by: Kianna Goss
For Black women, searching for a job means more than just submitting a resume…
The time has come for me to deep dive into the search for my first adult job. The anxiety of trying to find the right match, figure out my direction post-graduation, and hear rejection scares me. However, my biggest concern is the challenges I may face specifically as a Black woman.
As a journalism major, I like to make my resume creative to express my personality in addition to my skills. I’ve attended resume workshops that pair you with employers. I was given great tips to enhance my resume during a meeting—however, when I asked if I should add a photo, I was told, “No, because you are an African American woman and you do not want to give people the opportunity to discriminate against you.” After the meeting, I was mind blown because I have all these great skills to offer an employer, yet if I add a photo, the only thing they will see is the color of my skin.
With this perspective, what happens once I land a job right for me? How do I interact in the work environment knowing that many people of color report they are usually ‘on guard’ to protect themselves from discrimination, according to Allyson Zimmermann? Will I be like these individuals who are willing to change their appearance, their language, arrive to work meetings earlier than their white colleagues, and any other methods that don’t bring attention to themselves?
I cannot help but wonder how comfortable it is to work as an adult in an environment where you can’t be yourself. Years ago, I used to be like that; I used to change my dialect around my white employers or white co-workers. It puts you into a box, where you don’t feel comfortable being yourself, and I do not want to go back to that feeling.
After all that, there is still the “Angry Black Woman” stereotype that portrays Black women as being aggressive or hot-tempered. I may have to confront that perception in my future workplace, even though I, and all Black women, can be passionate about a subject without being angry or aggressive.
On top of being nervous for interviews, being discriminated against should not be a concern for my generation, or Black women of any generation. If you can relate, here are a couple suggestions:
- Do thorough research on the company you apply to. Make sure it matches your values and get a feel of the environment and look at the diversity within the company. Make sure they represent different backgrounds for a purpose, and not just to make their company look good.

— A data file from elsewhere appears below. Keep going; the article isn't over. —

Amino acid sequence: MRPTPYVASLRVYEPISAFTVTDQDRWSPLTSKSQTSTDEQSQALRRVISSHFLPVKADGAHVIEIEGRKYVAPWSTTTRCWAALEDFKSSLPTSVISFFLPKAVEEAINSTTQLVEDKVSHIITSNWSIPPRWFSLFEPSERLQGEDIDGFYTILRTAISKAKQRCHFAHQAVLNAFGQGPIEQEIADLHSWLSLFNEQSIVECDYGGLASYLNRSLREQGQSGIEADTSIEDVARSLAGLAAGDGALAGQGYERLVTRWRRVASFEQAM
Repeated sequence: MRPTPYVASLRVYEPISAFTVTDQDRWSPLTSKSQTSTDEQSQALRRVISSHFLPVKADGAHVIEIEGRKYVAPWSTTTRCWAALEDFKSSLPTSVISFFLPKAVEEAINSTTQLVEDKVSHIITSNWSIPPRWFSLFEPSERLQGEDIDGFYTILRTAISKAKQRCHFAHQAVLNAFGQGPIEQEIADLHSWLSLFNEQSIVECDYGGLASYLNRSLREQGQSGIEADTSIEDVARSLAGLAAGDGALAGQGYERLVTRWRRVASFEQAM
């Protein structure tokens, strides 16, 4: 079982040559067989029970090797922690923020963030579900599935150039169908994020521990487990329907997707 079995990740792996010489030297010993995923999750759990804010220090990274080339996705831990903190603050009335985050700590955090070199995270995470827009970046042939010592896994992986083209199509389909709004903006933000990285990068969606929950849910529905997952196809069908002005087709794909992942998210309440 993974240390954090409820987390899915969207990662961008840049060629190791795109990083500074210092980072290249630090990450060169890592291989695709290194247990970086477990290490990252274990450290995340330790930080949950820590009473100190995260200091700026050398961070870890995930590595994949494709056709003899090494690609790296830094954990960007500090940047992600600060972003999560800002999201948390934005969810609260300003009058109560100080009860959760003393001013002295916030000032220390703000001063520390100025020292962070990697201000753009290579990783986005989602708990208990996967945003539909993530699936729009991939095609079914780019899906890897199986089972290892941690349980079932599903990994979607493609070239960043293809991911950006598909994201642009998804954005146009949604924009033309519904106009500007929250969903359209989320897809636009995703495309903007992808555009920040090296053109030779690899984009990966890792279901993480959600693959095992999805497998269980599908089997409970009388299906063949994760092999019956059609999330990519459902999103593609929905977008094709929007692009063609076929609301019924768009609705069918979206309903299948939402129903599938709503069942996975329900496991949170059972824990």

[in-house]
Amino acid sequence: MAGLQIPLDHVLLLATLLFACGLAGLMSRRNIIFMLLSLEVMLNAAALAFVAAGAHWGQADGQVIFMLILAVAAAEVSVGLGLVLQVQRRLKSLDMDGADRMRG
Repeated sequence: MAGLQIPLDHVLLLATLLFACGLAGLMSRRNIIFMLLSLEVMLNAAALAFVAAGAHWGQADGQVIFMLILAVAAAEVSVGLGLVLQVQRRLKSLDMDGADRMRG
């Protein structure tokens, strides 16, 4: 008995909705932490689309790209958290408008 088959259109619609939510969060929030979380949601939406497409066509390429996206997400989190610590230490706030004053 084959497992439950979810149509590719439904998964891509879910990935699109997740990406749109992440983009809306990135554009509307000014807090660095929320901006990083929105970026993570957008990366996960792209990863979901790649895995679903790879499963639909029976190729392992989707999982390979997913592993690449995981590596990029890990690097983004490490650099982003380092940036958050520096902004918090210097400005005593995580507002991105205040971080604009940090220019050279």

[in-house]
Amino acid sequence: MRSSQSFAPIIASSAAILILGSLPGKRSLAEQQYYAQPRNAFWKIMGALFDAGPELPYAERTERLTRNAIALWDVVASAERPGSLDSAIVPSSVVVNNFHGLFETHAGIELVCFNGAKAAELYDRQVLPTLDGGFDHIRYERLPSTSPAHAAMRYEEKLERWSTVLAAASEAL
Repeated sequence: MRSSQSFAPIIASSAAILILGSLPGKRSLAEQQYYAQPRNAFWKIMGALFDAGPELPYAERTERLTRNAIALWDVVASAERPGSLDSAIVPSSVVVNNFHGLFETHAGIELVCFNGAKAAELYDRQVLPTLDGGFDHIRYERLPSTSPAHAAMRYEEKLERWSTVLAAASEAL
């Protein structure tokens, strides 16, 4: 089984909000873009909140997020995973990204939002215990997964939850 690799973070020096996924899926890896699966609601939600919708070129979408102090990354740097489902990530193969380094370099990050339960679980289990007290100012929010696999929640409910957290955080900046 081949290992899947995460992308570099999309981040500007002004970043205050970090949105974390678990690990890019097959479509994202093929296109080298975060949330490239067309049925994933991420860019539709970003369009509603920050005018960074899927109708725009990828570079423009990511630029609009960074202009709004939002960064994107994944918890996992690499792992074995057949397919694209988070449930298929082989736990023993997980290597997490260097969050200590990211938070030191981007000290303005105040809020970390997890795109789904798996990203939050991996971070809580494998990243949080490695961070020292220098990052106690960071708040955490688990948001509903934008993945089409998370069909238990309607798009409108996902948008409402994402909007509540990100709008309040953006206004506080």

- Go to a few resume workshops or seek out interview tips online to help you feel less nervous, but don’t take advice from individuals who discourage you.
I am still quite nervous about my job search, however with using these tips I am mentally prepared for anything that comes my way. I hope I find a job that matches my value and honors diversity.
About Kianna Goss
Kianna Goss is a senior at Bradley University, majoring in journalism with a double minor in sociology and advertising with public relations. The importance of community involvement is to use your voice. Kianna’s voice is one of the strongest platforms she has, and utilizes it through her writing. Being a Black woman, Kianna often writes to give a voice to the Black community to gain control over the media that portrays them in a negative way. Kianna is a writer with different form expressions. She has written poetically, through blogs, newspapers, and opinion pieces. Kianna always looks for more opportunities to grow as a writer and person. Kianna is currently the social media director for Her Campus, works as a peer mentor for Bradley’s Office of Diversity and Inclusion, and is a team leader/caller at the Bradley Fund. Being able to explore her creativity is what she loves most about Bradley. The Communications department is molding her into the journalist she aspires to be.
About Sophie Liu
Sophie Liu is a senior at Dunlap High School who has won numerous art prizes such as the Scholastic Art and Writing Gold Key Award and several honorable mentions. As someone who also values academics, business, and volunteering, she has participated in and led many activities in her community. Her volunteering contribution has awarded her the Gold President’s Volunteer Service Award. She is one of the club leaders of her school’s Interact Volunteering Club. During her summers, Liu has participated in several business camps such as Kelley Business’s Young Women’s Institute, where she has gained knowledge and experience in her passion. She also runs her own online art business where she creates commissioned art pieces and gains firsthand business experience. Liu plans to continue her love of business, volunteering, and art in college, where she will major in either Marketing or Business Analytics and minor in art.